lunes, 24 de noviembre de 2008

The Agribusiness World Today

Ken Shwedel
Investigador de Agronegocios de Rabobank, México
24 – 28 de Noviembre de 2008

The World

Promoting the brand through coffee shops: We have often seen primary producers coming together to promote their product through a generic-type brand. One of the more successful efforts in terms of recognition has been the efforts by the National Federation of Colombian Coffee Growers. Almost 50 years ago they created a fictional character, Juan Valdez, to be the face of Colombian coffee. Juan Valdez is now one of the most recognized company icons in the world. Taking advantage of Juan Valdez icon the Federation to promote their Colombian coffee they have come out with a new concept: the Juan Valdez coffee shops. Right now they have “101 stores across Colombia” as well as a couple in the U.S. The idea is not so much as to compete with the upscale coffee shops as to make consumers more aware of Colombian coffee; particularly introduce younger consumers to Colombian coffee “in hopes [that] they’ll start requesting it at restaurants and grocery stores”. In fact, “some of its drinks cost the same as those sold by other high-end retailers, many cost less.” The Federation plans to open 500 more shops by 2010, in Latin America, as well as in Europe and the U.S. Although the concept is interesting, some analysts, though, are questioning their ability —managerial, infrastructure, etc. — to expand that fast over such a wide geographic area, especially during a global economic slowdown.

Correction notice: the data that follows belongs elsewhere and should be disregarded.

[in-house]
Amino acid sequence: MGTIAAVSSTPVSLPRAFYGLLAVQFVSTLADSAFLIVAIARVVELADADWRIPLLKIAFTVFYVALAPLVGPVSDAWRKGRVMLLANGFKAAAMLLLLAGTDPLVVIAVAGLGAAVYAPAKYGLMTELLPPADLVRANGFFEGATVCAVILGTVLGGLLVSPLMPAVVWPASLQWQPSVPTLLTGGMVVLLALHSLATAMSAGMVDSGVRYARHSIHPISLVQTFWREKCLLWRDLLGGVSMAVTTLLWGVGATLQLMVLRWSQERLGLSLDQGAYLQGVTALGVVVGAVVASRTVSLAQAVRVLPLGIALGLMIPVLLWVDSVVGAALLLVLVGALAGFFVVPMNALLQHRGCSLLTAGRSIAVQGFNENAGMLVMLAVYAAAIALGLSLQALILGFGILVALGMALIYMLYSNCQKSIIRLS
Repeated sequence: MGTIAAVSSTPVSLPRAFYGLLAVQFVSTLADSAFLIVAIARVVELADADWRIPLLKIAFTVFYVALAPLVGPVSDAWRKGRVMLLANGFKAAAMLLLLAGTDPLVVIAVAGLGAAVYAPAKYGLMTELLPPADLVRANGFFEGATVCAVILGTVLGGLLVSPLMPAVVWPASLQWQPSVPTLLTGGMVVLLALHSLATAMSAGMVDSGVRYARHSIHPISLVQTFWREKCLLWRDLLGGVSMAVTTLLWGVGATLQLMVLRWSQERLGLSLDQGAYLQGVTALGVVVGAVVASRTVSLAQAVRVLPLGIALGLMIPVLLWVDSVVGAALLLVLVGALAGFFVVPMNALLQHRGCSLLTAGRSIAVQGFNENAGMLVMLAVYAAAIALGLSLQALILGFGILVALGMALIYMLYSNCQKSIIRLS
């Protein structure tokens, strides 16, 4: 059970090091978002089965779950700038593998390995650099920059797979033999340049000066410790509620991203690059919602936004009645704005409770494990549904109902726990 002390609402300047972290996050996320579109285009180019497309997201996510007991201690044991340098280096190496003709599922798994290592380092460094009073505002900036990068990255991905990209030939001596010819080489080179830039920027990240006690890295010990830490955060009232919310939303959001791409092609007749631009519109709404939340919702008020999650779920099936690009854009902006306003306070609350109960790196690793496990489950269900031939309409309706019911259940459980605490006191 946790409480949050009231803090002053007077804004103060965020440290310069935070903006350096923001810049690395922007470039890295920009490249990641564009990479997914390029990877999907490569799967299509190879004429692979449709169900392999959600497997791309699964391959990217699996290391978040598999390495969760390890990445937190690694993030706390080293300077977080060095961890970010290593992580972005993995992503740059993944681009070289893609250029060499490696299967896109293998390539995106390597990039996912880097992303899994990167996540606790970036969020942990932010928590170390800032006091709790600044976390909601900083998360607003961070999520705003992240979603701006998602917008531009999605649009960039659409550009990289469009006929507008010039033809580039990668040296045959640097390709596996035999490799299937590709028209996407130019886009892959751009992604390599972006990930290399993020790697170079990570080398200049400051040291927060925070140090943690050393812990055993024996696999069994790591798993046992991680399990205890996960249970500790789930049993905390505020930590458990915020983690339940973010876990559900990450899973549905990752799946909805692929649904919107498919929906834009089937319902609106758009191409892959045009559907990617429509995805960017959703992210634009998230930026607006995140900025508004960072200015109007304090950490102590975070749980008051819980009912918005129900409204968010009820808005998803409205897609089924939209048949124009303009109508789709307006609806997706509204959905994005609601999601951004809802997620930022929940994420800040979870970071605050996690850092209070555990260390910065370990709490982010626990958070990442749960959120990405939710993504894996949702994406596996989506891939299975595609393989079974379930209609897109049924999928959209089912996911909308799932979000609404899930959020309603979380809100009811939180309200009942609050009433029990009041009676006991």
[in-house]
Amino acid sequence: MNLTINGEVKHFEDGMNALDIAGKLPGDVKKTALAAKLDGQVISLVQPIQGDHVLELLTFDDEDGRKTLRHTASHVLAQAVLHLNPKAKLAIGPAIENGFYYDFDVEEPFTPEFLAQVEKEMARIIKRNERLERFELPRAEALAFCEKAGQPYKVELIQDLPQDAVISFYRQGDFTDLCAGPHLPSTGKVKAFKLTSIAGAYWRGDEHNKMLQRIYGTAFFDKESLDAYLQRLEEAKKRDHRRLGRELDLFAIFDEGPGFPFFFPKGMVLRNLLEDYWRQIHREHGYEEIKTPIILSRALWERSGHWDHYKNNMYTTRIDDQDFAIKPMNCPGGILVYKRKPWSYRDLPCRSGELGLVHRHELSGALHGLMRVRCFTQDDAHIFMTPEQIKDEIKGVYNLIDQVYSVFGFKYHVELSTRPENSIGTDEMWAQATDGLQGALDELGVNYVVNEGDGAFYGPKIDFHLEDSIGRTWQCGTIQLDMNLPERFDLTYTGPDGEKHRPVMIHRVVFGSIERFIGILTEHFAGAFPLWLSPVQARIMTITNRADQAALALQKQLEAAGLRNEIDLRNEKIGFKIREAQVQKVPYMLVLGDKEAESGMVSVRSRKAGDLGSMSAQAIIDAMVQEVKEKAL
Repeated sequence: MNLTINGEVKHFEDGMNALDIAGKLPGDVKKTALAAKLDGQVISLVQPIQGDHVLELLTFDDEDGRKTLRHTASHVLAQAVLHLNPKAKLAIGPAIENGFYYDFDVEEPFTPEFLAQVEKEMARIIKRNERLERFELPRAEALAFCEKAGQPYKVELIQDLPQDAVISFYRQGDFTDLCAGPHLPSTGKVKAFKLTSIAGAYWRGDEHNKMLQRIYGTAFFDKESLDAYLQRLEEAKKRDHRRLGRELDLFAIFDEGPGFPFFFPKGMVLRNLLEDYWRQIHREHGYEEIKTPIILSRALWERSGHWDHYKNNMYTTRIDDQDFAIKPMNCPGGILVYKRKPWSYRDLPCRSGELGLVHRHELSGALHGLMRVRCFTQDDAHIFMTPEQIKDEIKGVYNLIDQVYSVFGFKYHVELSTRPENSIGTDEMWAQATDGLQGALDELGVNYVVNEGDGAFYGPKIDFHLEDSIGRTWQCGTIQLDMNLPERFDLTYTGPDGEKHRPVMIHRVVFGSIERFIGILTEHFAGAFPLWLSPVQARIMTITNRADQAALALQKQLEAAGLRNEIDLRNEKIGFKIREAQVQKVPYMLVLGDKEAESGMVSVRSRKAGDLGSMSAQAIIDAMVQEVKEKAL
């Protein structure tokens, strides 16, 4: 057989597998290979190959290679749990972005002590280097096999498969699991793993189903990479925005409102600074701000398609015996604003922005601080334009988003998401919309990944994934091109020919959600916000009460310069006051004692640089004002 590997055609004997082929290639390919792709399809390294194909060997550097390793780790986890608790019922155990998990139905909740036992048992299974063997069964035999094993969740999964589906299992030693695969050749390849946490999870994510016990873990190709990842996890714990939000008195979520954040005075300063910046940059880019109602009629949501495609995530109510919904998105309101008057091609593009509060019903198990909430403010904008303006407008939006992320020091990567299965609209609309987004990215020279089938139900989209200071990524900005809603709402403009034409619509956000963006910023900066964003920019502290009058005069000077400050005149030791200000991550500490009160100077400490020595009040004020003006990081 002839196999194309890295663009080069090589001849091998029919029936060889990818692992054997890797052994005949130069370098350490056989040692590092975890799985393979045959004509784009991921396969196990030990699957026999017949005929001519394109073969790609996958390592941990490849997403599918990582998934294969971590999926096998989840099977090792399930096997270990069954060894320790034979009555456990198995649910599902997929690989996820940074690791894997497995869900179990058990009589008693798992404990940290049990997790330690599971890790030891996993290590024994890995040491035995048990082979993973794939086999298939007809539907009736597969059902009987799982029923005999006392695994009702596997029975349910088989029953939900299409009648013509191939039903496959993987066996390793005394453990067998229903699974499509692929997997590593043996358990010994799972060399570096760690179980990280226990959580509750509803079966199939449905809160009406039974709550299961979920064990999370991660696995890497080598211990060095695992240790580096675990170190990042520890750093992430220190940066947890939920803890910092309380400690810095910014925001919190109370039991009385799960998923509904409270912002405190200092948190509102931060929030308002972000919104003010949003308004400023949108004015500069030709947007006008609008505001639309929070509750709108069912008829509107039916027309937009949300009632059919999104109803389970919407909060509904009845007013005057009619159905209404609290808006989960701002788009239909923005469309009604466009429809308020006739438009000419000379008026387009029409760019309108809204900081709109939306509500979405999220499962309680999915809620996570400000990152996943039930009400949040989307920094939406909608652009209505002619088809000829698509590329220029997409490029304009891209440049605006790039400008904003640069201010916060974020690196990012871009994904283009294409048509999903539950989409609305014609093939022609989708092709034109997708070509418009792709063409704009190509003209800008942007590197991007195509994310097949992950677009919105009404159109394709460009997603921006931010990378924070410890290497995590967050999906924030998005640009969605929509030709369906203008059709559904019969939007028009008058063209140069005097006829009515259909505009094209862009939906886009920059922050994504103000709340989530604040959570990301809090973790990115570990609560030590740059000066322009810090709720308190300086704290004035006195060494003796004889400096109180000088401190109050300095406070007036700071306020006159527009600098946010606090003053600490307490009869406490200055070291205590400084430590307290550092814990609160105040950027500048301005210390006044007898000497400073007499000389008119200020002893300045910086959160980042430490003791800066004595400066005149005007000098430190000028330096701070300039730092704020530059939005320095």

Trying again with more bottle water brands:
Looking to expand their range of products in the UK market Coca-Cola said last week that it “had acquired Waters & Robson Holdings, which controls the Abbey Well water brand”. Although Coca-Cola does have Malvern and acquired Glaceau earlier this year, they have also run into problems. They were unsuccessful in their attempts to buy Highland Spring. And then there was Dasani, which “was ditched within weeks of its launch when it was revealed to be modified tap water.” What is happening it that as the growth of carbonated beverages has slowed down we have seen beverage companies expanding to other types of beverages, and Coca-Cola doesn’t want to be left behind and needs to strengthen it water offerings.


Lots of ethanol:
It seems that now that the boom is over Mexico has finally jumped on the ethanol bandwagon. The Secretary of Energy has said that it would shortly present a plan to promote ethanol production and that the 2009 PEMEX budget includes funding to study what is needed to update infrastructure to handle ethanol. According to the Secretary of Energy they have identified 22 projects in various stages for the production of ethanol. As far as we are aware of there are two plants that are presently producing ethanol. Both are located in the Northwest state of Sinaloa and use corn as the feedstock. The other projects not only contemplate corn, but also sorghum and sugar cane as feed stock. Although there are 22 projects we expect that only a handful will actually come on line. With the fall in ethanol prices in the U.S. we don’t see that the funding for all these projects —estimated at US$3 billion— will be available, especially in the near future.

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